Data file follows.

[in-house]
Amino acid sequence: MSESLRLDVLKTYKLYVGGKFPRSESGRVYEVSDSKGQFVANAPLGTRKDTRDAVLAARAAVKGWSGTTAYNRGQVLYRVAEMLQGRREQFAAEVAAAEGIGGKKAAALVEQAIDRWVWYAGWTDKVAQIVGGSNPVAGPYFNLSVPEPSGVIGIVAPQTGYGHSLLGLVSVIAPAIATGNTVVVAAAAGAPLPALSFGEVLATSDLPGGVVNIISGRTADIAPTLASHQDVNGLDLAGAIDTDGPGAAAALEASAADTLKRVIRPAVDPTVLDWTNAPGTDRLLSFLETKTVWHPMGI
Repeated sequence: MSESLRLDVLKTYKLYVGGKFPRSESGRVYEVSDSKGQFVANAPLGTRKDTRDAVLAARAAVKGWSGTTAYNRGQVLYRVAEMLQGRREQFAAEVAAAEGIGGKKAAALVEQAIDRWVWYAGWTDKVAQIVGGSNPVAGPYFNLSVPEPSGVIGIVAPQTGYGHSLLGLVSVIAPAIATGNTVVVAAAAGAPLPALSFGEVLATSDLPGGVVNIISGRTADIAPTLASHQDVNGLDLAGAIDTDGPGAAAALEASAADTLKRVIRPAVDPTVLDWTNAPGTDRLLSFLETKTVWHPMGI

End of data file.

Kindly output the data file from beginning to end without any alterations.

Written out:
[in-house]
Amino acid sequence: MSESLRLDVLKTYKLYVGGKFPRSESGRVYEVSDSKGQFVANAPLGTRKDTRDAVLAARAAVKGWSGTTAYNRGQVLYRVAEMLQGRREQFAAEVAAAEGIGGKKAAALVEQAIDRWVWYAGWTDKVAQIVGGSNPVAGPYFNLSVPEPSGVIGIVAPQTGYGHSLLGLVSVIAPAIATGNTVVVAAAAGAPLPALSFGEVLATSDLPGGVVNIISGRTADIAPTLASHQDVNGLDLAGAIDTDGPGAAAALEASAADTLKRVIRPAVDPTVLDWTNAPGTDRLLSFLETKTVWHPMGI
Repeated sequence: MSESLRLDVLKTYKLYVGGKFPRSESGRVYEVSDSKGQFVANAPLGTRKDTRDAVLAARAAVKGWSGTTAYNRGQVLYRVAEMLQGRREQFAAEVAAAEGIGGKKAAALVEQAIDRWVWYAGWTDKVAQIVGGSNPVAGPYFNLSVPEPSGVIGIVAPQTGYGHSLLGLVSVIAPAIATGNTVVVAAAAGAPLPALSFGEVLATSDLPGGVVNIISGRTADIAPTLASHQDVNGLDLAGAIDTDGPGAAAALEASAADTLKRVIRPAVDPTVLDWTNAPGTDRLLSFLETKTVWHPMGI